Synopses & Reviews
"Jeffrey Russell knows more about heaven than anyone except Saint Peter. In this sensitive inquiry, Russell examines the traditional Christian heaven in an ecumenical spirit. Expounding one perspective after another, he makes each vision pointed, clear, illuminating. Anyone interested in religion of any kind will prize this book. It is an exhilarating read."--Alan E. Bernstein, University of Arizona
"A History of Heaven serves the important purpose of educating us in the fullness of the Christian tradition about the nature of the afterlife of the blessed regarded from every relevant point of view: theology, popular religious feeling, poetic metaphor and expression, devotion, and psychology of religious feeling. The wealth of Russell's knowledge is demonstrated on every page and is presented with a fluency and ease that are the marks of mature scholarship informed by genuine fresh enthusiasm."--Nancy F. Partner, McGill University
"This is a masterly synthesis of much of the ancient and medieval understandings of heaven through Dante, accenting both the commonalities and the divergences and debates within the traditions studied. It is the only in-depth treatment of its subject and should become a standard reference for scholars as well as the general reader. The style is engaging and accessible, and the author displays a magisterial grasp of his materials."--Marcia L. Colish, Oberlin College
"Jeffrey Russell's history of the concept of heaven is written with the same sensitivity and thoroughness that characterized his earlier work on Satan/Lucifer, but it is presented with a lyric intensity that is necessarily absent from the earlier work. In terms of comprehensiveness, respect for diverse philosophical and religious traditions and influences, and awareness of the changing character of the concept over time, Russell has written the most useful and intelligent history of heaven to date."--Edward Peters, University of Pennsylvania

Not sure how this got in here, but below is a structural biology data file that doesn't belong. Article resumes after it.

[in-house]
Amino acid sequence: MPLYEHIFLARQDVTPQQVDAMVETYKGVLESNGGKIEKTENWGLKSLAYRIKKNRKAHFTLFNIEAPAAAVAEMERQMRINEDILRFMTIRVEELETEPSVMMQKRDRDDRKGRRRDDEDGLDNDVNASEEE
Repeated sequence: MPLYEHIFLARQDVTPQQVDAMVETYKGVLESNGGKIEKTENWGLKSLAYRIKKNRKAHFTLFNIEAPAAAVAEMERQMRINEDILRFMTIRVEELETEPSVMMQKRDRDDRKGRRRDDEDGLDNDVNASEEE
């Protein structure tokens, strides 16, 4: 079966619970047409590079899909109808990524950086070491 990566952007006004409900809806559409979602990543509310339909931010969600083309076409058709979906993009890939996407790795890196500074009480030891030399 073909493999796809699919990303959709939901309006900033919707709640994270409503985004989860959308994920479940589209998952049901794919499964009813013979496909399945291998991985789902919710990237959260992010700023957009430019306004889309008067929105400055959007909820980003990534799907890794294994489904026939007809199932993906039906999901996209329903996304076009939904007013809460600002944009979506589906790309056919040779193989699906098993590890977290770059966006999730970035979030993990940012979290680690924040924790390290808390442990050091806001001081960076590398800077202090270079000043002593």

"Jeffrey Russell has written a remarkably comprehensive account of the Christian concept of heaven in the later ancient and medieval periods down to Dante. A History of Heaven makes a complex subject accessible to a wide range of contemporary readers, while it offers specialists in the Middle Ages the benefits of a lifetime devoted to the study of Western orthodoxy and dissent."--Brian Stock, University of Toronto
"Jeffrey Burton Russell once observed that an adequate general history of heaven had yet to be written for a contemporary audience. Students of the history of Christianity should rejoice that he has taken up the task with his customary gusto and learning. A History of Heaven provides a rapid, yet sure tour through the varied Christian ideas about heaven, commencing with their origins in Judaism and Greco-Roman religions down to Dante. Modern students, lacking the presence of a Vergil or a Beatrice, will find in this book a useful guidebook on their journey through the varied landscapes of heaven."--Thomas Head, Washington University-St. Louis
"Jeffrey Russell, renowned historian of evil and of Satan, has turned his pen to medieval conceptions of heaven. This is a work of love, not of duty. The preface and conclusion wax poetic on the hope of everlasting beatitude, on the yearning of medieval people for a state of bliss beyond time and space. The genius of Russell's book is to give that yearning historical texture, to differentiate visions of hope over time--and to do so in a language both beginners and scholars can follow. Russell begins with the Hebrew Bible, focuses on the complex teachings of the early church, and leads the reader into the poetic vision of Dante. A wonderful achievement, a work of maturity and mastery."--John Van Engen, Director of The Medieval Institute, University of Notre Dame